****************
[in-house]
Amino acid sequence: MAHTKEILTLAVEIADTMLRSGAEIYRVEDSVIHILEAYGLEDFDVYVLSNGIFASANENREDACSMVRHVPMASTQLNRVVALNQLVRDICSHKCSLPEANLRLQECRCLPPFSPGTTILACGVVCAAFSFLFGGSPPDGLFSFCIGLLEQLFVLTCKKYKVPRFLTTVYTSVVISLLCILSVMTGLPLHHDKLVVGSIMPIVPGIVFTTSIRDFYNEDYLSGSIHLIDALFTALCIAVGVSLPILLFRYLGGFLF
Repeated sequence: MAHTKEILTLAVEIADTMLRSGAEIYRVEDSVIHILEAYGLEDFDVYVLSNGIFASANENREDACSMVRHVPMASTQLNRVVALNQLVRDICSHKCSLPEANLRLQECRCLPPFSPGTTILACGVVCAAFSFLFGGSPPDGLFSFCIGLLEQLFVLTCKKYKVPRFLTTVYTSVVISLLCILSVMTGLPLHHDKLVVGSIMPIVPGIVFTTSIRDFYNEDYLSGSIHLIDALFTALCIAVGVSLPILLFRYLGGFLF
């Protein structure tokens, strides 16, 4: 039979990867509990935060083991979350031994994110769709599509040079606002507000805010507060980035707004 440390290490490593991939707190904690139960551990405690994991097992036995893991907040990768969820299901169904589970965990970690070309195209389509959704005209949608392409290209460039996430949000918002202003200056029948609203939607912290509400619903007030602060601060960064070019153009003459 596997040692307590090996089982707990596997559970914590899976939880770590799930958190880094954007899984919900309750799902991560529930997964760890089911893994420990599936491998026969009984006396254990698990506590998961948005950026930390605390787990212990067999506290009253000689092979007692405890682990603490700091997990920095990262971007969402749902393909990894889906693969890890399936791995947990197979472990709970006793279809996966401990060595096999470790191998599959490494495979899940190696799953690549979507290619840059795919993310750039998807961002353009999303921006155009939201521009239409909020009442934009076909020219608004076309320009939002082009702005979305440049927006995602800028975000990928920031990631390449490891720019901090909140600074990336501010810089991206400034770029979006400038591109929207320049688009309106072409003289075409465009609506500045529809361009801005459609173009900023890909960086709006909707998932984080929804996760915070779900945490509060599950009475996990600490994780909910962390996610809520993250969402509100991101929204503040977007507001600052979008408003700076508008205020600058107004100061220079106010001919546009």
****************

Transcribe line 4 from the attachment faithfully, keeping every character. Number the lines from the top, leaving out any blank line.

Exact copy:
């Protein structure tokens, strides 16, 4: 039979990867509990935060083991979350031994994110769709599509040079606002507000805010507060980035707004 440390290490490593991939707190904690139960551990405690994991097992036995893991907040990768969820299901169904589970965990970690070309195209389509959704005209949608392409290209460039996430949000918002202003200056029948609203939607912290509400619903007030602060601060960064070019153009003459 596997040692307590090996089982707990596997559970914590899976939880770590799930958190880094954007899984919900309750799902991560529930997964760890089911893994420990599936491998026969009984006396254990698990506590998961948005950026930390605390787990212990067999506290009253000689092979007692405890682990603490700091997990920095990262971007969402749902393909990894889906693969890890399936791995947990197979472990709970006793279809996966401990060595096999470790191998599959490494495979899940190696799953690549979507290619840059795919993310750039998807961002353009999303921006155009939201521009239409909020009442934009076909020219608004076309320009939002082009702005979305440049927006995602800028975000990928920031990631390449490891720019901090909140600074990336501010810089991206400034770029979006400038591109929207320049688009309106072409003289075409465009609506500045529809361009801005459609173009900023890909960086709006909707998932984080929804996760915070779900945490509060599950009475996990600490994780909910962390996610809520993250969402509100991101929204503040977007507001600052979008408003700076508008205020600058107004100061220079106010001919546009």